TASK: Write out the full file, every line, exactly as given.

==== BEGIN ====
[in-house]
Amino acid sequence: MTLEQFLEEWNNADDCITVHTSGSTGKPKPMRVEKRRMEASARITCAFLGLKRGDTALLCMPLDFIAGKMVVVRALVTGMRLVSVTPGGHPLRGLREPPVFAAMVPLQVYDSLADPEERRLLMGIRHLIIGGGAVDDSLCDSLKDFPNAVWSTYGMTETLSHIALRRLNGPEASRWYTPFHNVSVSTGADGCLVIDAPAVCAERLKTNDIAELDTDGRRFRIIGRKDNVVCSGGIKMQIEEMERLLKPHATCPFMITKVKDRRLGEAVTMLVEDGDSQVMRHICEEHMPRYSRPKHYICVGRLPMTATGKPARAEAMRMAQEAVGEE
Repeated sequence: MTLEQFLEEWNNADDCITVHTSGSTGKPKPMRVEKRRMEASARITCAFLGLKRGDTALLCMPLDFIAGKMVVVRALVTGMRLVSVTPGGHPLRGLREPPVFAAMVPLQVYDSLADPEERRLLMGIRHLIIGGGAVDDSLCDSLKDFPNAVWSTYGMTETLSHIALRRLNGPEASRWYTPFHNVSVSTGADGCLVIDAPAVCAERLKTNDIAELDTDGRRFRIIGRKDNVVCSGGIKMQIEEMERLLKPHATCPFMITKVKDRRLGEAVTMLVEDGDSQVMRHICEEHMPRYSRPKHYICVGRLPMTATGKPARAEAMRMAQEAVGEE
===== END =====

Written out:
[in-house]
Amino acid sequence: MTLEQFLEEWNNADDCITVHTSGSTGKPKPMRVEKRRMEASARITCAFLGLKRGDTALLCMPLDFIAGKMVVVRALVTGMRLVSVTPGGHPLRGLREPPVFAAMVPLQVYDSLADPEERRLLMGIRHLIIGGGAVDDSLCDSLKDFPNAVWSTYGMTETLSHIALRRLNGPEASRWYTPFHNVSVSTGADGCLVIDAPAVCAERLKTNDIAELDTDGRRFRIIGRKDNVVCSGGIKMQIEEMERLLKPHATCPFMITKVKDRRLGEAVTMLVEDGDSQVMRHICEEHMPRYSRPKHYICVGRLPMTATGKPARAEAMRMAQEAVGEE
Repeated sequence: MTLEQFLEEWNNADDCITVHTSGSTGKPKPMRVEKRRMEASARITCAFLGLKRGDTALLCMPLDFIAGKMVVVRALVTGMRLVSVTPGGHPLRGLREPPVFAAMVPLQVYDSLADPEERRLLMGIRHLIIGGGAVDDSLCDSLKDFPNAVWSTYGMTETLSHIALRRLNGPEASRWYTPFHNVSVSTGADGCLVIDAPAVCAERLKTNDIAELDTDGRRFRIIGRKDNVVCSGGIKMQIEEMERLLKPHATCPFMITKVKDRRLGEAVTMLVEDGDSQVMRHICEEHMPRYSRPKHYICVGRLPMTATGKPARAEAMRMAQEAVGEE